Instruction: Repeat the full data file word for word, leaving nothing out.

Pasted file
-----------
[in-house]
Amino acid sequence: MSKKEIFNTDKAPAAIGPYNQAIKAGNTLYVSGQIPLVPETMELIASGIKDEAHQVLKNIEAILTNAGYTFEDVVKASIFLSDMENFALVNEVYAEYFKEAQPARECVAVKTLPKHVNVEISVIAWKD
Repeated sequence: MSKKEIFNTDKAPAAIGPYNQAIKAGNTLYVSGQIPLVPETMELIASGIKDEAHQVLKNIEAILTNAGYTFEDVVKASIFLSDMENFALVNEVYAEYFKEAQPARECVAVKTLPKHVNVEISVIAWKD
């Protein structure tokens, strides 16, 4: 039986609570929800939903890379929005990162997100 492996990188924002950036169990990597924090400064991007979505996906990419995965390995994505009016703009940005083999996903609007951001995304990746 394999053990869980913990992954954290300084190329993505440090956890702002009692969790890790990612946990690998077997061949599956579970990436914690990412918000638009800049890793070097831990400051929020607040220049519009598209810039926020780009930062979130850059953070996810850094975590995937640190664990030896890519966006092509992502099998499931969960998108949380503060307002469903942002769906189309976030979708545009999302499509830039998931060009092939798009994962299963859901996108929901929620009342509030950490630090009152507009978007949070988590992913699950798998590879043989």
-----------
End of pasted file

[in-house]
Amino acid sequence: MSKKEIFNTDKAPAAIGPYNQAIKAGNTLYVSGQIPLVPETMELIASGIKDEAHQVLKNIEAILTNAGYTFEDVVKASIFLSDMENFALVNEVYAEYFKEAQPARECVAVKTLPKHVNVEISVIAWKD
Repeated sequence: MSKKEIFNTDKAPAAIGPYNQAIKAGNTLYVSGQIPLVPETMELIASGIKDEAHQVLKNIEAILTNAGYTFEDVVKASIFLSDMENFALVNEVYAEYFKEAQPARECVAVKTLPKHVNVEISVIAWKD
């Protein structure tokens, strides 16, 4: 039986609570929800939903890379929005990162997100 492996990188924002950036169990990597924090400064991007979505996906990419995965390995994505009016703009940005083999996903609007951001995304990746 394999053990869980913990992954954290300084190329993505440090956890702002009692969790890790990612946990690998077997061949599956579970990436914690990412918000638009800049890793070097831990400051929020607040220049519009598209810039926020780009930062979130850059953070996810850094975590995937640190664990030896890519966006092509992502099998499931969960998108949380503060307002469903942002769906189309976030979708545009999302499509830039998931060009092939798009994962299963859901996108929901929620009342509030950490630090009152507009978007949070988590992913699950798998590879043989």